Confronting Fake News!
Jude quickly informs his readers about the purpose of his correspondence. Verses 3-16 form a specific section in which Jude transmits his reasons for writing. In this section (3-16), Jude explains to his readers why he felt compelled to write to them at that specific time (3-4). He then describes and condemns the Fake News! teachers who had somehow made their way into this Christian fellowship (5-16).
The Letters Occasion: Jude 3
What To Do: Jude 3
Jude begins this section with an intimate word. He calls his readers dear friends. The words dear friends could be translated by my dear friends, my dear brothers and sisters, or my dear fellow Jesus followers. There may be some indication that his readers who have become purveyors of Fake News! could have been his close friends or even converts whom he had led to becoming Jesus followers. If this line of thinking is correct, Jude must have felt betrayed by them. In colloquial terms, they were turncoats or to pull a name from American history, Benedict Arnold, a traitor, a high-ranking traitor.
Jude now tells his audience that he had planned a letter to them—although I was very eager to write to you. The phrase is translated with the word eager, which indicates the continual eagerness of the author to communicate with his friends. The word also carries a meaning of strong desire and purpose. A person’s eagerness is action as well as wish. Jude had a constant concern for the people God had put into his life as a functioning pastor. He was endlessly thinking about them. He had been eager to write a planned letter but changed his mind. The present infinitive to write suggests that he had made diligent preparation to write to them. Jude displayed by his choice of words that his planned letter was not a mere letter of greeting. He was going to share some thoughts apropos to their common salvation.
It is strange how often something with evil intent finds its way into the life of the ecclesia and instead of receiving a word of edification, we are left with changing our direction to take care of the problem.
This preparation to explain about the salvation we share reflected concern in Jude’s mind for the further knowledge of the saints concerning their new life in Jesus. As a functioning missionary, he was going to take pen in hand and remind them of this great gift of salvation. Jesus followers need to be reminded from time to time about the gift of salvation they have received from God. We often remand our knowledge to a select set of metaphors about salvation like being saved or being born again. In doing so, we become anemic in our life with Christ. Salvation came to mean to the early Jesus followers: the eschatological deliverance that would be accomplished and fulfilled by God at the close of this present evil age that had broken into their present life. It is interesting that Jude sees salvation as common, i.e., that which we all share. No one in the body of Christ is more saved than any other person in the body of Christ.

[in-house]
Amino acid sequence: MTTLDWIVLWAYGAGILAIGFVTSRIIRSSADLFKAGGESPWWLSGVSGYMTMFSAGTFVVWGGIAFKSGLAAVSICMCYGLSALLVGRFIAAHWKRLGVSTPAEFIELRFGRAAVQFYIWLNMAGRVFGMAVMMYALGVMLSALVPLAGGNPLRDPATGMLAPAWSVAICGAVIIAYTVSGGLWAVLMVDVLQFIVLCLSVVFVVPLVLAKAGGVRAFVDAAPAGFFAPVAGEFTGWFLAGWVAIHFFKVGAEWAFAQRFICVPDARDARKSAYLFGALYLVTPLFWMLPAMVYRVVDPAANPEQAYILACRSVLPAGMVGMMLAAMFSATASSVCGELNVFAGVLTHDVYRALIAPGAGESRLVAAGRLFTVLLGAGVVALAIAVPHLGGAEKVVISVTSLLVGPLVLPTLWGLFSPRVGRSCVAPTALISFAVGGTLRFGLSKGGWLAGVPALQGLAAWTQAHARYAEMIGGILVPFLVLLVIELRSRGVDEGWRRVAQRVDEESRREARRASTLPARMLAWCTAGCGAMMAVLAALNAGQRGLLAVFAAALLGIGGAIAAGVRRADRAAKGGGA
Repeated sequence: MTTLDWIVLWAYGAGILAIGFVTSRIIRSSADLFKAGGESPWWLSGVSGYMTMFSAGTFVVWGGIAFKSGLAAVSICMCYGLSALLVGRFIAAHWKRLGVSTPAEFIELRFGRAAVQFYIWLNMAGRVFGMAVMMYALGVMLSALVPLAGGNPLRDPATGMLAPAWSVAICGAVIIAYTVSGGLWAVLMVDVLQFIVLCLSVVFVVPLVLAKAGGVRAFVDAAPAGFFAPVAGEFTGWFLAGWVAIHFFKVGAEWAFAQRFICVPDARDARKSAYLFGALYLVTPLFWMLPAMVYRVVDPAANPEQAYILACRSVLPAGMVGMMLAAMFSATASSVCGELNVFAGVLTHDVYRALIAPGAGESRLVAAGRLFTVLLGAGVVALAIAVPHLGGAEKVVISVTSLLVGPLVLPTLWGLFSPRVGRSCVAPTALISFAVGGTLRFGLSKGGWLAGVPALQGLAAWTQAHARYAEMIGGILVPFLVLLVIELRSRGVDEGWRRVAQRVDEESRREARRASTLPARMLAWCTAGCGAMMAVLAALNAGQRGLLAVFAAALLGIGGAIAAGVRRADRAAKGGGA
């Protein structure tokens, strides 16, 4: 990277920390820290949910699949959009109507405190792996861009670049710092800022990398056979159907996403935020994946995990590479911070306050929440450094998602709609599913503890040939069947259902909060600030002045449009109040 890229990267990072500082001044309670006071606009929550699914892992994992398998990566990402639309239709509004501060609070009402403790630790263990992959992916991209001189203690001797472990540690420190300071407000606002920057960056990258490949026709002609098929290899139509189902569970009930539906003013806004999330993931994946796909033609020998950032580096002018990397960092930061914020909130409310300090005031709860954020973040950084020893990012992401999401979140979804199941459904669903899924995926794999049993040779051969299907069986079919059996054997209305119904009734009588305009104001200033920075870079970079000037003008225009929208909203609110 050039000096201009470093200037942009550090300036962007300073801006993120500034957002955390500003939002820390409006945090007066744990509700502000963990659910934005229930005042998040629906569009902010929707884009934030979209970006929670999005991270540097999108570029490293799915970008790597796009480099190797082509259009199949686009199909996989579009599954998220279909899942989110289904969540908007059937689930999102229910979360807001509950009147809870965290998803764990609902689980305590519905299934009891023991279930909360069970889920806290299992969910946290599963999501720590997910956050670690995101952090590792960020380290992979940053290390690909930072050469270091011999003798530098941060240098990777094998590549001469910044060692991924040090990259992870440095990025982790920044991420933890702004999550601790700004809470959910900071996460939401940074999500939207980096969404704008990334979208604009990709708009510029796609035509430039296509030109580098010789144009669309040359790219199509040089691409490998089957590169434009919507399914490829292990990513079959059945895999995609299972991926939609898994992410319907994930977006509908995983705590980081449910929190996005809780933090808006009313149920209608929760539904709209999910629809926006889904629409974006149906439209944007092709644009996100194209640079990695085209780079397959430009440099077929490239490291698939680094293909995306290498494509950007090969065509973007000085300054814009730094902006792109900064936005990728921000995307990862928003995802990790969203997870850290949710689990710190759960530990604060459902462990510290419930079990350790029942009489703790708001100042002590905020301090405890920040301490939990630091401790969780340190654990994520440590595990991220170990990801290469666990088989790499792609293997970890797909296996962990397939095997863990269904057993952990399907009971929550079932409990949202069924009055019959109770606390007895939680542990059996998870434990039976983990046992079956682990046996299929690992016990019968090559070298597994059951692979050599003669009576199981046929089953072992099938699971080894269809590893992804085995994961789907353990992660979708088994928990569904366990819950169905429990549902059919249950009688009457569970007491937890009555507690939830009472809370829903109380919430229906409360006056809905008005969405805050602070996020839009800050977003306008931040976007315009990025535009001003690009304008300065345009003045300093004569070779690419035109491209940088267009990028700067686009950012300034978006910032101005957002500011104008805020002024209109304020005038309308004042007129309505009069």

Jude used the connective but to alert the reader that he wants to contrast his previous statement with the following statement. In this sentence, Jude says that he had one set of thoughts that he was going to write, but he made a choice to write to his readers about another subject.
The following story reflects some of the tensions that I have had personally with confronting Fake News! In Jude’s case, he was going to talk about one subject, i.e., their common salvation, but found it necessary to confront their allegiance to Fake News! In my case, as you will see, I turned a different direction. But as I state at the end of the story below, I wished that I had not.
Something or someone had alerted Jude to a problem that took on such magnitude in Jude’s mind that his attention shifted. He changed and fixed his attention on addressing the obstacle that had received the spotlight. It seems that he received news of the activities of the “Fake Newsers” and so he decided to write immediately a letter of warning to a group of communities of faith and condemnation of the teachers and their teachings. Condemnation is what I wished I had done in Kansas City all those years ago. For Jude, these false teachers were apostates. They had turned their backs on the faith. They were teaching heresies and doctrines of demons. As Jude picked up his pen to write, he believed that true Jesus followers everywhere in the communities of faith must be warned at once and informed of the evil that was prophesied earlier and was then being fulfilled. That same urgent attitude should be held to today. But, alas, it seems ChurchWorld just goes along with whatever the latest progressive idea is instead of standing up and saying: “No, we can’t go there and this is why!”